A lot of the conventional advice for getting started with light novels, visual novels, manga, anime, or video games is also not advice that really applies to immersion with pro wrestling, so I’ve pretty much had to learn how to do it all myself the hard way. There’s no or jpdb or any other frequency lists for pro wrestling.

So I guess that is also something to keep in mind when advising someone, haha, because depending on what they want to do with Japanese, the conventional resources might be very lacking.


my only thing about the handwriting is to not necessarily base it off of fonts. japanese handwriting is very different than computer fonts. much like cursive in english, they have their own flourishes/shorthand for how kanji appear in handwriting.


That’s valid. I mostly just look at other fonts on like my fifth or sixth repetition. I’ve long since muscle-memorized kana and the most common radicals so I just try to find creative ways to keep from getting bored and brain-farting!

I wouldn’t. So many people say they want to learn Japanese, but ultimately do nothing about it. I’d offer suggestions, but I’m not gonna actively help unless they’ve shown serious intent.

Also, Duolingo really isn’t a bad way to get introduced to the language.


I agree with you, but I didn’t know there was anyone who thought kanji should be taught before Katakana… Katakana is 100x more useful. Especially if your friends want to travel to Japan someday - more than half of menus in more than half of restaurants are written with tons of katakana…


Since you value handwriting, you might find it useful to include the app Drops in your guidebook. It can be used at any level, but some of the first content is kana with the pronunciation and stroke order. they’re essentially flashcards and the only ones you write on are kana and kanji ones. The font they base theirs on is pretty awful, but it’s a good way to get started and used to the motions. After completing the kana, they could check out videos about how to write beautifully. I don’t think I would recommend it for kanji though because the mouth radical is taught wrong imo. Also, it’s 5-10 min of free practice daily, so I think it works well for not overwhelming learners and also keeping them from getting bored since it’s 5 min sessions.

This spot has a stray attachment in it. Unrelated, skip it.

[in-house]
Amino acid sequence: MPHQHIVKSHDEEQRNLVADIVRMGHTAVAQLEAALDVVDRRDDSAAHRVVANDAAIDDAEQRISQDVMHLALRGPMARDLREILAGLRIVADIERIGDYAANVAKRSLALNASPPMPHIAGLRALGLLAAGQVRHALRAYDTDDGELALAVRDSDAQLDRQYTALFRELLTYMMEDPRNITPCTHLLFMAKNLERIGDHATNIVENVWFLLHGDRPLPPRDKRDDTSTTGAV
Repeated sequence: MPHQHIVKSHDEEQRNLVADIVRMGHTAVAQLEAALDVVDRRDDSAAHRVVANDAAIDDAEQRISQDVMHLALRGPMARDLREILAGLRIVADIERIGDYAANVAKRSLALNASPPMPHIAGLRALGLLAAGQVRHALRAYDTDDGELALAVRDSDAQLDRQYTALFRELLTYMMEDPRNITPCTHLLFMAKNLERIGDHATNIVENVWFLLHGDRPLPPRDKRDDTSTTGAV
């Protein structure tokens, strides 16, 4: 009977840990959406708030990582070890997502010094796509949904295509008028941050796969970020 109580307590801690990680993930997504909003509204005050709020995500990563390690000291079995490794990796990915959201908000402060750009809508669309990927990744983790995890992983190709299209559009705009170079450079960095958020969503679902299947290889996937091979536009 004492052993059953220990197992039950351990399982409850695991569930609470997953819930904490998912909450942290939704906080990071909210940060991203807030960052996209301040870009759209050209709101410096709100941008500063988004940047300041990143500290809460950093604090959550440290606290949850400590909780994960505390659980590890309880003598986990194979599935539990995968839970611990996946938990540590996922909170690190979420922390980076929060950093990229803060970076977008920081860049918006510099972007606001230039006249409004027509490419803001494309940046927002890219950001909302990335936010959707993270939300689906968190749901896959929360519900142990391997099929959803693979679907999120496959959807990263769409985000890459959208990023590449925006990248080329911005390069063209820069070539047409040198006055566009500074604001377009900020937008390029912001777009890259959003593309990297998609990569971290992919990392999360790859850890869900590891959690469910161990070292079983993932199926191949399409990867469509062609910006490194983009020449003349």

I’m planning to write up an in-depth review of drops since I’m coming up on my 1 year usage anniversary.

1 Like

I don’t think anyone would argue that handwriting doesn’t have benefits, but for me the opportunity cost is just too massive. Not only do you need to be able to recall kanji instead of just recognizing them, you also need to be able to recall what words use which kanji. Yes, it reinforces your knowledge, but it also slows you down massively. Japanese is already a giant task and personally I’d rather spend every minute towards making immersion more comprehensible.